Alzheimer`s Disease/Keeping my mom safe


My mom does not have Alzheimer's or even any dianosed dementia. She has been living with me for the last five years - during the first two my father was in hospice care in my home, now my mother is also.

Momi has COPD and has suffered several illnesses, including UTI, that weakened her terribly - she is no longer able to walk, and needs assistance just to get onto a commode or wheelchair. Her mind was pretty good except for some moments of confusion or a bad day here or there.

During the last few days, something changed - she keeps insisting she wants to go to her own room and her own bed, though she is in the same room she has slept in for all this time (we did have a hospital bed put in about 6 months ago). She wants to "get out of here and go home". She wants to "go downstairs" to her bed (there is nothing downstairs but a garage, laundry room, and basement storage).

She has become increasingly angry with us over the last few days as we try to gently convince her she is truly at home. She thinks we are conspiring against her, and the last two days she keeps trying to get out of bed on her own, will not speak to us, accuses us of lying to her and thinks we are conspiring against her. She has also been hallucinating at times.

Her health right now is good as far as her vitals and oxygen level, but she is refusing food and water from family members (she doesn't seem to be angry with any of the aides that come to help her, just with one nurse who also tried to help her understand she was at home). I am afraid she will be injured or get sick.

Sorry about the long story - but have you any tricks or experienced a method that will work to help her get her bearings? Taking her for a tour of what should have been the familiar house she lives in didn't work...

Hello Julia:  I'm so sorry to hear of your mom's sudden decline.  My advice to you to to take her immediately to the ER or to her family doctor--the most likely explanation for her sudden mental status changes and moods is that she has some type of infection and she now has a delirium from that.  The delirium is what you see as the increased confusion and anger.  She needs testing and treatment right away.  It's usually a urinary tract infection, but with her COPD it could also be an upper respiratory illness and lack of oxygen to her brain.  Trying to reorient her is not likely to work until the illness or cause of the delirium is fixed.  I wish you much luck Julia as you continue to care for your family.  Cindy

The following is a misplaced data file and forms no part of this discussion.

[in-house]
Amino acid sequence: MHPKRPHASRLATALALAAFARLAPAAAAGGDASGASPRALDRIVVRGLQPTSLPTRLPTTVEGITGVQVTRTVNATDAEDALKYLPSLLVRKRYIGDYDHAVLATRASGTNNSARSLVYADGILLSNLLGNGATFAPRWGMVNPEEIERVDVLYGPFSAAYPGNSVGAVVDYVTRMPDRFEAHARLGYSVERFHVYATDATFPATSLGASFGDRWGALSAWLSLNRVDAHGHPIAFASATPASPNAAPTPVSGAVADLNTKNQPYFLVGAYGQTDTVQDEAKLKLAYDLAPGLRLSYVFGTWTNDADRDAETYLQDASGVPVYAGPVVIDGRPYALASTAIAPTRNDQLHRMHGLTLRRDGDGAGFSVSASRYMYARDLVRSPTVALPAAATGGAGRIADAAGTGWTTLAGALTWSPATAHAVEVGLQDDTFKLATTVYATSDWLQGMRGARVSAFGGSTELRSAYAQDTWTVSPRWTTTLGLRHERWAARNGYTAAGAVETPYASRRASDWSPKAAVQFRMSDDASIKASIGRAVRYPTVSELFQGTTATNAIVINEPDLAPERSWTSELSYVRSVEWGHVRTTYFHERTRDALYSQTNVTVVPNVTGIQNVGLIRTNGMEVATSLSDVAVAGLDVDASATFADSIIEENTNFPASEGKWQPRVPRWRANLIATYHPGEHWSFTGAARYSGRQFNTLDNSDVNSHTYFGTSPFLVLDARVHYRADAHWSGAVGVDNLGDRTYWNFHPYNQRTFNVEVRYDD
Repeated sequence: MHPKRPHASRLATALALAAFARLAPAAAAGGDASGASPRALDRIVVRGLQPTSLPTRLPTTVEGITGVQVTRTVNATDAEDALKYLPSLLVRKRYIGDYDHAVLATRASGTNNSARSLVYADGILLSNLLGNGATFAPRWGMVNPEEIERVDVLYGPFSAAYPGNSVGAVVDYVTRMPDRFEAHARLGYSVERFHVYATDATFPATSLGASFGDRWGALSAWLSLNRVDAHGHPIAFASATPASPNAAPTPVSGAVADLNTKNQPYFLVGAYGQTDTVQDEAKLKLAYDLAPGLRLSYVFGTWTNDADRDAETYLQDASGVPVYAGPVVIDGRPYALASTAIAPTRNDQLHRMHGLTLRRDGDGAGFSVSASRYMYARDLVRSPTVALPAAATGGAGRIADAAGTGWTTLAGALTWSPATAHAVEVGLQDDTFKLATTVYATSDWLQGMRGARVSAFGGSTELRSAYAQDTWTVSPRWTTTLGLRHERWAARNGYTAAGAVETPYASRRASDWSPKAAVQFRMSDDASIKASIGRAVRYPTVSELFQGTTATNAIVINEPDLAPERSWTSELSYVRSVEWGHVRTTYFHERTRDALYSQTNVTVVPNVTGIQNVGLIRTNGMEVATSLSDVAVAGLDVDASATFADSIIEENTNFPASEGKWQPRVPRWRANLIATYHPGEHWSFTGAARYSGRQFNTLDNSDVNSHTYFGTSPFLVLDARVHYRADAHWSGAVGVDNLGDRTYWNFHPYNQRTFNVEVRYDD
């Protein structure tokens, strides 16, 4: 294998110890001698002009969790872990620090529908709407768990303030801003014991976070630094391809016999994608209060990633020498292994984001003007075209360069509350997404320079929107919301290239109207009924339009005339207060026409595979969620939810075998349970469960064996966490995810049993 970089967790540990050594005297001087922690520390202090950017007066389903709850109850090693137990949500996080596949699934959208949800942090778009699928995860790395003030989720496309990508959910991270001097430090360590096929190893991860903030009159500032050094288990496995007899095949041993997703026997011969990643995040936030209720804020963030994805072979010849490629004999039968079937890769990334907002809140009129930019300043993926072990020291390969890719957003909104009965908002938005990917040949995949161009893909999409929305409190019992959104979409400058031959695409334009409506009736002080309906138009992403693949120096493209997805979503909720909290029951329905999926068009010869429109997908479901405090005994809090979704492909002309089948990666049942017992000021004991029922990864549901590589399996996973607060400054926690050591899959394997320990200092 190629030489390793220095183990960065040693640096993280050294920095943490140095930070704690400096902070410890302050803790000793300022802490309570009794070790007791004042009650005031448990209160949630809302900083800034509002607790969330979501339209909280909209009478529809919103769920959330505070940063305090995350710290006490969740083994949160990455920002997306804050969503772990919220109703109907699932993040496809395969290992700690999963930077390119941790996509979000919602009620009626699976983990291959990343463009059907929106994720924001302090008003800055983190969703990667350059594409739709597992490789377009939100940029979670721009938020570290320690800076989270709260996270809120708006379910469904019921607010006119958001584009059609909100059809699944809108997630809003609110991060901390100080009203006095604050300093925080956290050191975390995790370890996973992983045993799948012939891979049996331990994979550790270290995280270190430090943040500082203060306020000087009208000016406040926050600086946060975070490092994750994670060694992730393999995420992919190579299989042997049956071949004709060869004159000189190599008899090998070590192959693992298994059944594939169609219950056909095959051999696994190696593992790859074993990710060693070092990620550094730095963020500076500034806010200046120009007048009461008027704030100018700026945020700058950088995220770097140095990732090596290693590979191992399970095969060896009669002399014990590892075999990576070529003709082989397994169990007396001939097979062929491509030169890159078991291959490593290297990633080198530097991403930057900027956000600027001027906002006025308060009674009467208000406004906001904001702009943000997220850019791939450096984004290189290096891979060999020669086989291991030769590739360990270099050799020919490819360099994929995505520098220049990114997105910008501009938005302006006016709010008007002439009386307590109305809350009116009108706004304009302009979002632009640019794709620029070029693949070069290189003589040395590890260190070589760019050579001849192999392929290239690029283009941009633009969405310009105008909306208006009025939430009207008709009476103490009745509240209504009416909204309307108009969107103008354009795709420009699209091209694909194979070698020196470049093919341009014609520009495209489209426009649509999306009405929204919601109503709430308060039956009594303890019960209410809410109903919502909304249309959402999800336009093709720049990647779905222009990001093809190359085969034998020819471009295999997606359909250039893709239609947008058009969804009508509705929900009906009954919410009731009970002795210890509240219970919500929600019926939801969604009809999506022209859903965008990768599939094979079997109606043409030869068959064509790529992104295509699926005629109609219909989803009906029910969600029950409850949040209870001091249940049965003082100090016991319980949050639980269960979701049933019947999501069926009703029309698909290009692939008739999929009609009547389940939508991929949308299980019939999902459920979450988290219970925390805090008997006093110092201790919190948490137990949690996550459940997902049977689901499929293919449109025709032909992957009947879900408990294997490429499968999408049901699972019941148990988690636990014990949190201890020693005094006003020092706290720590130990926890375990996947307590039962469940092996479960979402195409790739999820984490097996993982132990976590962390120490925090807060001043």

Alzheimer`s Disease

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Cindy Keith, RN, BS, Certified Dementia Practitioner


As a nurse and dementia consultant, I can answer most questions on all types of dementia. If I cannot answer your question, I will attempt to find someone who can. My passion is to help caregivers of people with dementia, which in turn helps all those wonderful elders with dementia live better lives. When caregivers are better educated, they are able to better care for themselves and their loved ones, so education is key to decreased stress levels and healthier, happier families.


I have worked as a nurse in various disciplines of nursing for over 20 years, most of which was with the elderly. I was a health care coordinator in a dementia dedicated assisted living facility for 4 years before I started my own business (M.I.N.D. in Memory Care) as a dementia consultant six years ago. As a dementia consultant, I help families nationwide through phone conference calls as they struggle to care for their loved ones with dementia.

Alzheimer's Foundation of America Geriatric Interest Network Sigma Theta Tau International

Published "Love, Laughter, & Mayhem - Caregiver Survival Manual For Living With A Person With Dementia" which is a collection of stories about people with dementia I have known, loved and worked with. Every story has a lesson to teach and this book gently teaches family caregivers lessons about how to better care for their loved one, as well as themselves during their caregiving journey. Published "Love, Laughter, & Mayhem In Eldercare Facilities: The Master Key For Dementia Training" Created "Bringing Nurturing To Memory Care" staff dementia training video Created Ebook: "Hair Stylist's Helpful Tips For Working With People With Alzheimer's & Other Dementias"

Registered Nurse with Bachelor's degree in Nursing; Certified Dementia Practitioner; Author of 2 books and an ebook

Awards and Honors
Sigma Theta Tau National Honor Society of Nursing

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